Fall art preview in Ottawa
- Ottawa Travel Guide
- Tuesday, 16 October 2012 15:40
Ottawa's art scene has always impressed residents and visitors alike, and this fall is no exception, with Exposure Gallery and the Shenkman Centre putting on two spectacular photo exhibitions. Visitors who plan to travel to Ontario and want to get to know the capital's prominent art vibe may want to leave room in their itinerary for the chance to peruse the shows at these two galleries.
Eye Level at Exposure Gallery
Ever want to return to the good ol' days of youth when life's pressures were few and far between? At the Exposure Gallery's Eye Level exhibition, children under the age of 10 have put their work on display, giving viewers their perception of the world from their vantage point.
With the advent of digital photography taking the place of film methods, some kids are gifted with compact cameras before they even have a chance to learn algebra. With these documentation tools in their hands, children are able to capture images of what many adults leave unnoticed.
"Children seem to be fascinated by digital cameras and love to play around with them," said Stuart Kinmond, curator for the exhibit as well as a local architect and artist. "Without knowing it, they sometimes take pictures that are startling in their originality in terms of perspective and subject matter."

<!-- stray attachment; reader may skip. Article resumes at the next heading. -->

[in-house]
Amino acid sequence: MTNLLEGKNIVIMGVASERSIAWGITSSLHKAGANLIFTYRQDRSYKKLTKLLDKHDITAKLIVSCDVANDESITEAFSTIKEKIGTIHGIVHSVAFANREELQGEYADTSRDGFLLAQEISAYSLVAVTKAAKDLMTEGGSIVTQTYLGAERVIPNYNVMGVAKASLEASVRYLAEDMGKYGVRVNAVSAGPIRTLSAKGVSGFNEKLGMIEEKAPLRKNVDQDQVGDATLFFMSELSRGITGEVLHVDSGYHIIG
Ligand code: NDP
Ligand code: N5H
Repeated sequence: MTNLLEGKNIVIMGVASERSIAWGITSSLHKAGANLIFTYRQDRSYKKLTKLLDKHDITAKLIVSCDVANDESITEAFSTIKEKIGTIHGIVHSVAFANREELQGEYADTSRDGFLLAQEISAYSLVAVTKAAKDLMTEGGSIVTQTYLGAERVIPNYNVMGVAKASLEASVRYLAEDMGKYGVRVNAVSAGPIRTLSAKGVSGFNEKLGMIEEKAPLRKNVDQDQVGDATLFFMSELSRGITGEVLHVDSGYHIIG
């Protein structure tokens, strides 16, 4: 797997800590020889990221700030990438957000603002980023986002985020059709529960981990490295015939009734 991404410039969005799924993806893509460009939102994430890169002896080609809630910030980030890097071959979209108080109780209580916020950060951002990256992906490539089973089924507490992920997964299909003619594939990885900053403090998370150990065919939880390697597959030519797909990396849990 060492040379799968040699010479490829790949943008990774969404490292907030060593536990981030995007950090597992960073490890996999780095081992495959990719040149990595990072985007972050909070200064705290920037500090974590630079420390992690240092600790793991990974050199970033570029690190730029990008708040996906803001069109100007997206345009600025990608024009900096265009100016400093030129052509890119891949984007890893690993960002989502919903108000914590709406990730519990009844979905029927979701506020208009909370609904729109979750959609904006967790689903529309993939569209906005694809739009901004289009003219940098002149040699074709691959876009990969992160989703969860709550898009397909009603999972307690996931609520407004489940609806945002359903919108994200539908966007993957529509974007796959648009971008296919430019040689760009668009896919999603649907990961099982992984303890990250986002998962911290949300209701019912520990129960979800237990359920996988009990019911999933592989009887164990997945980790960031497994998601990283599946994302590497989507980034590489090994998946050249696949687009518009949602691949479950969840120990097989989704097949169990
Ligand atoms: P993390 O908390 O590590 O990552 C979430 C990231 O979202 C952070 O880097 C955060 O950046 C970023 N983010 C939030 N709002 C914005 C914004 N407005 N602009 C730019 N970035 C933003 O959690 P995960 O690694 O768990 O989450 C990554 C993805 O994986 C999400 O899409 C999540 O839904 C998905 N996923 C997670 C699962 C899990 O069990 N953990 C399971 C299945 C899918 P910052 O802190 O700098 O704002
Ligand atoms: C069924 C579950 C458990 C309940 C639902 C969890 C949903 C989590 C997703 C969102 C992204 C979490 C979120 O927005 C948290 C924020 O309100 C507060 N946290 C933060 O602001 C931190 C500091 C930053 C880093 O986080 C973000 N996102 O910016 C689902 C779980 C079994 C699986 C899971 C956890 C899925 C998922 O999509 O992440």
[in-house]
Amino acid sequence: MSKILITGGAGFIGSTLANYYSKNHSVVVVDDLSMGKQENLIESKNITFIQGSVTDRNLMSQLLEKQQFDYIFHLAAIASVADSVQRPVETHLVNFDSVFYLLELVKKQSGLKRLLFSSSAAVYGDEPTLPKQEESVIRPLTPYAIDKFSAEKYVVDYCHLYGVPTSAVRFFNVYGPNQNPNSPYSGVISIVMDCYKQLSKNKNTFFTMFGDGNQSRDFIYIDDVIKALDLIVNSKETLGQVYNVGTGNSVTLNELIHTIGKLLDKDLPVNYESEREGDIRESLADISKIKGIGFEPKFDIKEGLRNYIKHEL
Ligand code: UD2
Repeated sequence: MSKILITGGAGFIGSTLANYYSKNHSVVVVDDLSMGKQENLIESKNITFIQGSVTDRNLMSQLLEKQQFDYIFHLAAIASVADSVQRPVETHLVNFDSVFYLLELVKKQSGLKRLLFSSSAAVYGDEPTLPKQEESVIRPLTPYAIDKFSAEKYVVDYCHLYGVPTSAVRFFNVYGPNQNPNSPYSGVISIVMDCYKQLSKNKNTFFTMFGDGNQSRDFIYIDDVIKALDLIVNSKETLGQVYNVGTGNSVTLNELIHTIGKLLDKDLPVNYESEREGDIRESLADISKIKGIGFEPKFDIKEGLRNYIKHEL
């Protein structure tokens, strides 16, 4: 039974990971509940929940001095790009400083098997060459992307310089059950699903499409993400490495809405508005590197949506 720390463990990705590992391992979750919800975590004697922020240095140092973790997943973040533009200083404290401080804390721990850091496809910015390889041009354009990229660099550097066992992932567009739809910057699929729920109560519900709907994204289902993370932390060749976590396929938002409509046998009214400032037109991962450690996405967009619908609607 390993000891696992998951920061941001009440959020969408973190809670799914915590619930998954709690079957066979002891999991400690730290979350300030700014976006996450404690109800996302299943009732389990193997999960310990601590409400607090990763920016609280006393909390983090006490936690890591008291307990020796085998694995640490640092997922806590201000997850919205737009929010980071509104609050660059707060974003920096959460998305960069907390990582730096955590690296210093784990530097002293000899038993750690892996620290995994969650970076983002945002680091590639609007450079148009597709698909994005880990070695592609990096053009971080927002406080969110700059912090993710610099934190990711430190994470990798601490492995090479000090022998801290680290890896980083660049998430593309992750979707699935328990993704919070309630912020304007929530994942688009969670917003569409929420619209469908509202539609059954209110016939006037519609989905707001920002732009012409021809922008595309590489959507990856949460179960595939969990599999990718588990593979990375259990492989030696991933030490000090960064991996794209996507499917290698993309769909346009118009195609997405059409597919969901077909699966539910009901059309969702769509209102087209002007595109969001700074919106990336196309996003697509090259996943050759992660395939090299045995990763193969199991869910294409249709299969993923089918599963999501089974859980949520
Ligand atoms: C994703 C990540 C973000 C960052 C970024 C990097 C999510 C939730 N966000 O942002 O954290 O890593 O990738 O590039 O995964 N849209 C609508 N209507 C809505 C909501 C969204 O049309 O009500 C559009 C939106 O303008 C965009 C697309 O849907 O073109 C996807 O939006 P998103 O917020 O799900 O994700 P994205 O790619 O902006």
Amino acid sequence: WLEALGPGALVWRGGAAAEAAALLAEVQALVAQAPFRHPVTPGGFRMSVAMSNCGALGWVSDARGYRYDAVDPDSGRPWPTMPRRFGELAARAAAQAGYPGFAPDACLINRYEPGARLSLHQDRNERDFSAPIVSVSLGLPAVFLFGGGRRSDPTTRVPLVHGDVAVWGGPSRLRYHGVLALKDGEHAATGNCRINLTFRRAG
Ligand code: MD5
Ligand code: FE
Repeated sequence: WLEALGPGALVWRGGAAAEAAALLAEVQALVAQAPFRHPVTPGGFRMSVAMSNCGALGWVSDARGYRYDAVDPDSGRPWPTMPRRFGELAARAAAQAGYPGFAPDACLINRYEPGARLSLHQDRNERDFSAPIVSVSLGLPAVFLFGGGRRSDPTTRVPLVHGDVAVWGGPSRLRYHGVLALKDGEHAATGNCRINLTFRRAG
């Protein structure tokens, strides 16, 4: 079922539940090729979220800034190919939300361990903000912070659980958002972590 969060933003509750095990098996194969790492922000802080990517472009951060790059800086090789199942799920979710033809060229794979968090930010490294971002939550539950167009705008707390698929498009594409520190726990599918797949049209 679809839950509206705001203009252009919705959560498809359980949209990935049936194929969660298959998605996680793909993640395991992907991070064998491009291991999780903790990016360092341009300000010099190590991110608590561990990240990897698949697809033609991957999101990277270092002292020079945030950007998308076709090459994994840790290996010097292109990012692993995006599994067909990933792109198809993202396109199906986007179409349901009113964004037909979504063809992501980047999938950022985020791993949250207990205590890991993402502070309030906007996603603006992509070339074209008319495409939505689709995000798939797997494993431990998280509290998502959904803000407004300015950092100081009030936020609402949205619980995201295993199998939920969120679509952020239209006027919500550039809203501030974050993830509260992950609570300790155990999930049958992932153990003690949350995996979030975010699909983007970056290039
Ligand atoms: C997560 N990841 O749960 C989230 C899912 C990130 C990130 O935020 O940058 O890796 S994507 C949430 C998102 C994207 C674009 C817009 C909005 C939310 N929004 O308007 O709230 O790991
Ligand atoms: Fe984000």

Attic Urchins at the Shenkman Centre
Surrealist photography is sometimes peculiar and has the power to make some viewers feel uncomfortable. At the Shenkman Centre, visitors can absorb the work of Jonathan Hobin, who stages photos to look like Victorian paintings, children reenacting Mother Goose stories or single-image depictions of complex narratives.
With his piece "Adam's Apple," Hobin stages a child in his pajamas and levitating in the middle of his nursery. In his right hand, he holds a half-eaten apple and stares intently straight into the lens of the camera. Even Hobin gives no clues as to what the photograph might mean, and lets the viewer have their own interpretation.
Another photograph, "The Ring," has a circular frame surrounding two children laying down with their eyes closed. The female subject is holding a bouquet of roses and is dressed in a fine white lace wedding dress. The viewer is forced to ask whether or not the subjects are sleeping, or perhaps have passed away.